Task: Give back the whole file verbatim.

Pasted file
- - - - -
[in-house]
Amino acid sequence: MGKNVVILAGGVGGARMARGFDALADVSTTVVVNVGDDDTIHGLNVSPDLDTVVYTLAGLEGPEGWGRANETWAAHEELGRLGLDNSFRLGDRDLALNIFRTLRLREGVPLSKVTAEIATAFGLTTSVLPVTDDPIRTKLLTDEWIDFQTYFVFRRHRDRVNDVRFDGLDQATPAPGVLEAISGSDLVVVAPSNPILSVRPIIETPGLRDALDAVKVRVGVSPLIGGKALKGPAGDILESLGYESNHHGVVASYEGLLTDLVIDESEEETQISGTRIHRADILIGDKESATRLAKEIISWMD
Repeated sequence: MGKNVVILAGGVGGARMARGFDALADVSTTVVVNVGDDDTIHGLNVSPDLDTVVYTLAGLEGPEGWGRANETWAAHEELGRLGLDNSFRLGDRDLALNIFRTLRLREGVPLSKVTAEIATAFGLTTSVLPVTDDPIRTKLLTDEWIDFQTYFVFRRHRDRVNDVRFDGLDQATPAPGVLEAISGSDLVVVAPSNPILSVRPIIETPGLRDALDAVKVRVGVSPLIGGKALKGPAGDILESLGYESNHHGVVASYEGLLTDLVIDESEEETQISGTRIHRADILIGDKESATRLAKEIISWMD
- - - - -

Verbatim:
[in-house]
Amino acid sequence: MGKNVVILAGGVGGARMARGFDALADVSTTVVVNVGDDDTIHGLNVSPDLDTVVYTLAGLEGPEGWGRANETWAAHEELGRLGLDNSFRLGDRDLALNIFRTLRLREGVPLSKVTAEIATAFGLTTSVLPVTDDPIRTKLLTDEWIDFQTYFVFRRHRDRVNDVRFDGLDQATPAPGVLEAISGSDLVVVAPSNPILSVRPIIETPGLRDALDAVKVRVGVSPLIGGKALKGPAGDILESLGYESNHHGVVASYEGLLTDLVIDESEEETQISGTRIHRADILIGDKESATRLAKEIISWMD
Repeated sequence: MGKNVVILAGGVGGARMARGFDALADVSTTVVVNVGDDDTIHGLNVSPDLDTVVYTLAGLEGPEGWGRANETWAAHEELGRLGLDNSFRLGDRDLALNIFRTLRLREGVPLSKVTAEIATAFGLTTSVLPVTDDPIRTKLLTDEWIDFQTYFVFRRHRDRVNDVRFDGLDQATPAPGVLEAISGSDLVVVAPSNPILSVRPIIETPGLRDALDAVKVRVGVSPLIGGKALKGPAGDILESLGYESNHHGVVASYEGLLTDLVIDESEEETQISGTRIHRADILIGDKESATRLAKEIISWMD